I’ll begin with the cover of this riveting, beautiful book: two blonde, young girls dressed in white cotton sit on a suitcase—one with a long braid, the other holding a teddy-bear, her arm behind her back as the pair face a body of water from a dock. Already there is a sense of longing before the reader gets to page one. We know from the title that there is a backstory waiting to be revealed, something the reader of this present tense, first-person story set in two timeframes and told through two points of view doesn’t know, but should.
Before We Were Yours is based on a true atrocity: In the 1930’s, until 1950, an orphanage in Memphis was run by deplorable means for profit, its despicable matron, Georgia Tann, acquiring newborns and young children through any means necessary, posing as the soul of compassion, yet tied in with a corrupt network that condoned illegal, heartbreaking practices of snatching the young from impoverished circumstances under the guise of placing them in better homes. Many confused souls suffered: destitute mothers in post-partum twilight sleep, unaware of the paper they’d signed relinquished their offspring to the Memphis Tennessee Children’s Home Society. Names were changed, histories were expunged, case files were sealed, and many were fated as victims set on a life-course of Georgia Tann’s self-serving making.
This is a tale of far-reaching history told personally. Author Lisa Wingate gifts us with the voice of young Rill Foss, the eldest of five children raised on a Mississippi river-boat shanty by parents who can provide love, but little else. When her mother is rushed to a Memphis hospital in peril from the coming birth of twins, it is Rill left to hold down the docked fort for her siblings, unaware that they are all sitting ducks, unguarded in the face of Georgia Tann’s profiteering scheme.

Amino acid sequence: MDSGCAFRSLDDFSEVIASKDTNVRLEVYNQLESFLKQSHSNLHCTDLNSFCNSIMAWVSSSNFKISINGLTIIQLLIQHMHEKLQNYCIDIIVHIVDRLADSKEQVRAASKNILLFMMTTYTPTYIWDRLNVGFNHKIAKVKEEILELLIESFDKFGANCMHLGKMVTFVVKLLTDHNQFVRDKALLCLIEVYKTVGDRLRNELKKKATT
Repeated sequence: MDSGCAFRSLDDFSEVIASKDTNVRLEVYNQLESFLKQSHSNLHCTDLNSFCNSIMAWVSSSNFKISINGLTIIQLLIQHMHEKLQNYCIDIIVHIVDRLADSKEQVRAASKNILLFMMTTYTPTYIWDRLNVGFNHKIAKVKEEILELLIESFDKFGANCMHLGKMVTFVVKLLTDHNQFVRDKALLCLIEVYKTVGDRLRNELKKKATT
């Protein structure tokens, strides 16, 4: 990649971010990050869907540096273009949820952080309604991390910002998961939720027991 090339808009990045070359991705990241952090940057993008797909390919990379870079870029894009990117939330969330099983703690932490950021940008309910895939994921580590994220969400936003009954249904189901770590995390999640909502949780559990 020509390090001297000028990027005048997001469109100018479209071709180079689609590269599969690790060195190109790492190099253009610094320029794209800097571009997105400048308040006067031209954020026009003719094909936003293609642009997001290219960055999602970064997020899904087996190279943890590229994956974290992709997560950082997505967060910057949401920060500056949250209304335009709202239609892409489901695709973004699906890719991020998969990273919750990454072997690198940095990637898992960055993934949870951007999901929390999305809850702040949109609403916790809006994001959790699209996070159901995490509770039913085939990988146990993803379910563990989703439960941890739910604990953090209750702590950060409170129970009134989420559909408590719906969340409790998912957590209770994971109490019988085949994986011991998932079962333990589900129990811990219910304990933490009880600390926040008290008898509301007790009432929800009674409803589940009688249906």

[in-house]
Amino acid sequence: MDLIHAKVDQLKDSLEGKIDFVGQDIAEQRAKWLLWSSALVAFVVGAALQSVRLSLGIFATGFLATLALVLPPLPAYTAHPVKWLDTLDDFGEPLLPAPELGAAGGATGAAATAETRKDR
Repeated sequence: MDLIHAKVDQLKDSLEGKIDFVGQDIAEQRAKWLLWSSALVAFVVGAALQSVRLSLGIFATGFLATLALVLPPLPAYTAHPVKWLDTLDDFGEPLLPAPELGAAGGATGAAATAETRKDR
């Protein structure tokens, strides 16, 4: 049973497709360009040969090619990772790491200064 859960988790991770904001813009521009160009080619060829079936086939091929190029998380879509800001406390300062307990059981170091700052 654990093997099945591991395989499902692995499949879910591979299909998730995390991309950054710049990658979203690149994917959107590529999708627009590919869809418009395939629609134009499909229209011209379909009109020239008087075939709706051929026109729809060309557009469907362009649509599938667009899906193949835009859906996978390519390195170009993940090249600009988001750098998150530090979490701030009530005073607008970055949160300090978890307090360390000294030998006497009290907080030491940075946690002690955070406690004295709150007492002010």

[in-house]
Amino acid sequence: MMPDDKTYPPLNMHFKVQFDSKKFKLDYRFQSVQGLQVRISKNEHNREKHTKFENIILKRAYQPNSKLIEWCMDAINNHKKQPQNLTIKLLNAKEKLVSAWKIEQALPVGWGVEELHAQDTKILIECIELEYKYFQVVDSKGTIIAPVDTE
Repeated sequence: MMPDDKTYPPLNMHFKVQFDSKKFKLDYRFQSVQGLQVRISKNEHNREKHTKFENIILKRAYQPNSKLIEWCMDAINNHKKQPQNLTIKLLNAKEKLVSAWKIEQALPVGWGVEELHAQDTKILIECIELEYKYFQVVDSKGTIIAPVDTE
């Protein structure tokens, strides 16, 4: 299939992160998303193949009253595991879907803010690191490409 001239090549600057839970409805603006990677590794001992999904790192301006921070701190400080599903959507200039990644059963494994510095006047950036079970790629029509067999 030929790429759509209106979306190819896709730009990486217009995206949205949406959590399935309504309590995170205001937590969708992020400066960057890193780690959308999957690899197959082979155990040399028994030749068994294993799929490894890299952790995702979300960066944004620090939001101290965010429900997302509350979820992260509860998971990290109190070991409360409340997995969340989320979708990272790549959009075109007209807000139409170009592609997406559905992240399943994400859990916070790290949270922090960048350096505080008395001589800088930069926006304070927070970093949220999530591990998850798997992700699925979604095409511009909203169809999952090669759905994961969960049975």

The reader learns the Foss children’s’ story in hindsight. It is present day, and thirty-year-old lawyer, Avery Stafford, in the name of her family’s politically high-profile status, stumbles upon an old woman in a nursing home, while making a public appearance. When the old woman’s story is launched, past and present are woven seamlessly in a coincidental, unravelling of mysteries that pull at the heartstrings all the way through.
It takes a seasoned and gifted writer to emblematically take the harrowing premise of one family torn asunder by the institution of a real life, black-market network and leave us with resounding outrage by crafting the story as a tale of personal injustice. In pitch-perfect language, Before We Were Yours is a search for identity told at its most beautiful. It entices with a sense of urgency through immediate emotional investment and miraculously manages to satisfy the reader through the disturbing arc of a truth laid bare.